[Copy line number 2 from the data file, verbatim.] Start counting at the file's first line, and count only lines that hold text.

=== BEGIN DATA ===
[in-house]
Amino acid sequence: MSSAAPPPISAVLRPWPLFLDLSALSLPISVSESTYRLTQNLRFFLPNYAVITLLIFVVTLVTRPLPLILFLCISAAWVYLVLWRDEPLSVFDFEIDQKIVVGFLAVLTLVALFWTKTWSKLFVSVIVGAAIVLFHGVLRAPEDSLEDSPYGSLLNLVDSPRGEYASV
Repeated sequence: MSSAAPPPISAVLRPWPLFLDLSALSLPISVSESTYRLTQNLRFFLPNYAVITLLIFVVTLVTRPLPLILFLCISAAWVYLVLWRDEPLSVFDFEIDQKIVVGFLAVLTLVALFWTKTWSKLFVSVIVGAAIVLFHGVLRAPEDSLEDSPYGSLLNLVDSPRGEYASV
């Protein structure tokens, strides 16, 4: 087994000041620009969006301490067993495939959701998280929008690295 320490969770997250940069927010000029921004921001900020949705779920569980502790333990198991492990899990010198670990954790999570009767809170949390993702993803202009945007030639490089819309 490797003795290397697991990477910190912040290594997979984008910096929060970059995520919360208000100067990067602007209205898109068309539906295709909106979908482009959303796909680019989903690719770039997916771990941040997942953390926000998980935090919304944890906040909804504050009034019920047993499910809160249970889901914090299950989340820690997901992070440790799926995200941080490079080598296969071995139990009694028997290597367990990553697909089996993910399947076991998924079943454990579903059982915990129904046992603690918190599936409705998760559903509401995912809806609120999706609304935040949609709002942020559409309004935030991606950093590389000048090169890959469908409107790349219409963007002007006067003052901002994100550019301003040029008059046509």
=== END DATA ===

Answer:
Amino acid sequence: MSSAAPPPISAVLRPWPLFLDLSALSLPISVSESTYRLTQNLRFFLPNYAVITLLIFVVTLVTRPLPLILFLCISAAWVYLVLWRDEPLSVFDFEIDQKIVVGFLAVLTLVALFWTKTWSKLFVSVIVGAAIVLFHGVLRAPEDSLEDSPYGSLLNLVDSPRGEYASV